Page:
Recruiter: 25 Percent of Positions Filled at Career Fairs
Recruiter: 25 Percent of Positions Filled at Career Fairs

By John A. Lahtinen
Communications and Public Affairs Writer/Editor

Susan Lewandowski, chief recruiting officer at Northwestern Mutual in Westport, says career fairs present a great opportunity to meet local students. In fact, she said about 25 percent of the company’s positions get filled by students interviewed at these events.

Lewandowski says appearance definitely counts and offers some advice for students.

“Dress professionally, shake hands firmly and be prepared to answer a few questions,” she said. “Make sure your resume is professionally prepared, and email a thank you.”

The spring Job and Internship Fair will take place on Friday, March 1.

Students should keep these tips in mind when they interact with representatives from the more than 30 companies and organizations that will be on campus on Friday, March 1, for the spring Job and Internship Fair hosted by the Career Development Center. The event will take place from 1 to 4 p.m. in the Alumni Lounge in Bartels Hall. Check out the full list of companies.

The CDC hosts two career fairs each year, in the fall and in the spring. More than 350 students attended the event in the fall. Leading up to the fair, the CDC is a great place to get assistance preparing a resume, developing questions for potential employers and researching employers. In addition, students can also find tips (PDF) on how best to present themselves. A workshop to help students prepare for the fair will take place on Tuesday, Feb. 26, at 12:30 p.m. in the Bartels Student Activity Center. Additionally, walk-in hours at the CDC take place each weekday from 2 to 4 p.m.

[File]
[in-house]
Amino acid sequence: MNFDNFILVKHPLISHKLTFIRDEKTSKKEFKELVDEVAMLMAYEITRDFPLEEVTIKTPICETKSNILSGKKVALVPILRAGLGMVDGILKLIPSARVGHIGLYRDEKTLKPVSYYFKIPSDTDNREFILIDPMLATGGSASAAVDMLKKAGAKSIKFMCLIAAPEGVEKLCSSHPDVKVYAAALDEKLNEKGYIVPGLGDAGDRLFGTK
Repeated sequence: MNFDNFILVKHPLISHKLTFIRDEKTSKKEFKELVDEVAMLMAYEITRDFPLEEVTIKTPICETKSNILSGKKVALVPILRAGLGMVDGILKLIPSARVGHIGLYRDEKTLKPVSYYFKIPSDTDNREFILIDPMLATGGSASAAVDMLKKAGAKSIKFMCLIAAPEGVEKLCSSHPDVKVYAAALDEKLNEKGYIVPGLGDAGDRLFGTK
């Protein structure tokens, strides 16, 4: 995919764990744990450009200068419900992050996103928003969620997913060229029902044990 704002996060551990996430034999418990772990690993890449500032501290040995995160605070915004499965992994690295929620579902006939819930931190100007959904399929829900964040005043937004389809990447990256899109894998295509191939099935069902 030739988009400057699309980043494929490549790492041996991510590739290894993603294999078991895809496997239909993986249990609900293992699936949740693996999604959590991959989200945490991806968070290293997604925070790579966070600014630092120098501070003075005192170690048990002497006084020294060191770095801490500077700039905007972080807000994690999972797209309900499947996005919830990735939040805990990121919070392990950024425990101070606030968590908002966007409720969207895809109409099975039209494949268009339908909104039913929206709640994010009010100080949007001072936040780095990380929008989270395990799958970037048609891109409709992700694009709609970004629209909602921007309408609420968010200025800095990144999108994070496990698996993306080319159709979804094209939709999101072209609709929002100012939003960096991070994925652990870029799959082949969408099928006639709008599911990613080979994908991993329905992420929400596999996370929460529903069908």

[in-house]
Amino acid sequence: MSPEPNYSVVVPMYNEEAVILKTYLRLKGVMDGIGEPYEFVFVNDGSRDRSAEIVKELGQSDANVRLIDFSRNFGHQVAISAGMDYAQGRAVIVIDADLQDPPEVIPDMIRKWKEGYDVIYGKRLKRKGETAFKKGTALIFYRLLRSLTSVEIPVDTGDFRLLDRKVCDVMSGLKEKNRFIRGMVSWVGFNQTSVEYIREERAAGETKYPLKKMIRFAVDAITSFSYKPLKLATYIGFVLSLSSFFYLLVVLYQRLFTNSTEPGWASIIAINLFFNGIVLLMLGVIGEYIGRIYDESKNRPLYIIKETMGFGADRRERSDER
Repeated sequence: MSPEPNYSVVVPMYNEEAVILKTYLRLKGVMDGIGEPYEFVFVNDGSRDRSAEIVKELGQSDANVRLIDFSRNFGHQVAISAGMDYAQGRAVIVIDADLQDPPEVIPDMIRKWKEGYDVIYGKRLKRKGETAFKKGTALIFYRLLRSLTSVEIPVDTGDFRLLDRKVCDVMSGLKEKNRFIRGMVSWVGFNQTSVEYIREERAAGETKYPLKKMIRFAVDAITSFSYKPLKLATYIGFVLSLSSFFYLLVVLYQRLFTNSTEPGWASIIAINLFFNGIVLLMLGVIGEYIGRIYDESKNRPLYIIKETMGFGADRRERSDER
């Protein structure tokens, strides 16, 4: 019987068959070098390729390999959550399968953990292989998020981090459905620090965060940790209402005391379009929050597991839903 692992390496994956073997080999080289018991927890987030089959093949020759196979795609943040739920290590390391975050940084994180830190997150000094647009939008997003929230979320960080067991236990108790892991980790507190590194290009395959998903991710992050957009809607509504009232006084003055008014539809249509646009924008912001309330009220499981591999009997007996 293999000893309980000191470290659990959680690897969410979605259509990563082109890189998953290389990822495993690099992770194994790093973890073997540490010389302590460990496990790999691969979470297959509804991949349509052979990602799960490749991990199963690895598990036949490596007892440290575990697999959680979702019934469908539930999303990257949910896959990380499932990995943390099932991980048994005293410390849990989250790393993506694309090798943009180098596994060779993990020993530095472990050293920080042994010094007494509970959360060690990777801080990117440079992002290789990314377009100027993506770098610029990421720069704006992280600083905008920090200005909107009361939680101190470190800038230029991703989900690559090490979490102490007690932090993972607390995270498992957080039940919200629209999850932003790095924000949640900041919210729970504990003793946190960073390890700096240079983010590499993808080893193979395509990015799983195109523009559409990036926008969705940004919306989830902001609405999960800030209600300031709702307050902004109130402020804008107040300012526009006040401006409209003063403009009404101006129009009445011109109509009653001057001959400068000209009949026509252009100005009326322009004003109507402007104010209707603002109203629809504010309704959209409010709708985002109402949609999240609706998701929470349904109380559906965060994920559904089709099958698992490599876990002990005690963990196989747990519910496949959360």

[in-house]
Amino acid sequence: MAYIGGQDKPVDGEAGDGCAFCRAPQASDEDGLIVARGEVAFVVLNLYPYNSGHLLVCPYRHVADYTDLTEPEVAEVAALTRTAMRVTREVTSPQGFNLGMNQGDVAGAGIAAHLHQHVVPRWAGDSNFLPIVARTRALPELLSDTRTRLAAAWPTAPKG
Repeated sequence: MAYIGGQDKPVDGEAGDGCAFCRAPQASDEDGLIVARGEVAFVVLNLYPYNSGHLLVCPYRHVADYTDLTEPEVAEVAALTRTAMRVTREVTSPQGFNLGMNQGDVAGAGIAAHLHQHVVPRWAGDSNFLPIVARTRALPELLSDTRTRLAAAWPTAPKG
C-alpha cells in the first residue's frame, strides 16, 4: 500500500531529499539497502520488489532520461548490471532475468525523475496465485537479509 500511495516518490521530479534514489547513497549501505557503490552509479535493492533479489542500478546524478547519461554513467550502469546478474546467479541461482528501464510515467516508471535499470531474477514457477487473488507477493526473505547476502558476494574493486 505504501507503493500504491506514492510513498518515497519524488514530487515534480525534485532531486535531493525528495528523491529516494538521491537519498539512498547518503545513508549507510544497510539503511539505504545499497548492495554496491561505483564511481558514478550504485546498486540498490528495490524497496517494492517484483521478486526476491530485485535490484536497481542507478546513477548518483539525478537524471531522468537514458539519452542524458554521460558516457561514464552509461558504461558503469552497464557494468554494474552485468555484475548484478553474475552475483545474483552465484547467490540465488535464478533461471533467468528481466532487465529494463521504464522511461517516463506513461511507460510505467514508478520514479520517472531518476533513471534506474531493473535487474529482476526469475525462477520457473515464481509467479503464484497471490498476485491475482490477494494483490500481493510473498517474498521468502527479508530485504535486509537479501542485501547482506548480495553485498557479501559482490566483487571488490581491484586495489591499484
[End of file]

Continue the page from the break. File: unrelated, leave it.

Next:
According to Matt Caporale, executive director of career development, students should prepare for a career fair by researching the attending companies so they are knowledgeable in their conversations with employers.

“Career fairs are helpful to students,” Caporale said. “They allow for face-to-face conversations with employers to discuss the company culture, the student’s qualifications, available opportunities and whether there is potential for a mutual fit. One of the most difficult and frustrating aspects of job searching is the inability to talk to someone directly with a company. Career fairs are chances to do just that.”

New Jersey native Thomas Zaborowski ’14, a criminal justice major minoring in Russian, has attended several career fairs, including one last semester.

He said he was surprised by the number of the employers at the fair, as well as the diversity of career paths they covered.

“There was a good amount of criminal justice-related employers and police interning agencies present,” he said. “There was a good mix of other groups there too—medical groups, financial groups, graduate schools, translation agencies, engineering groups, federal agencies. It was a really nice surprise.”

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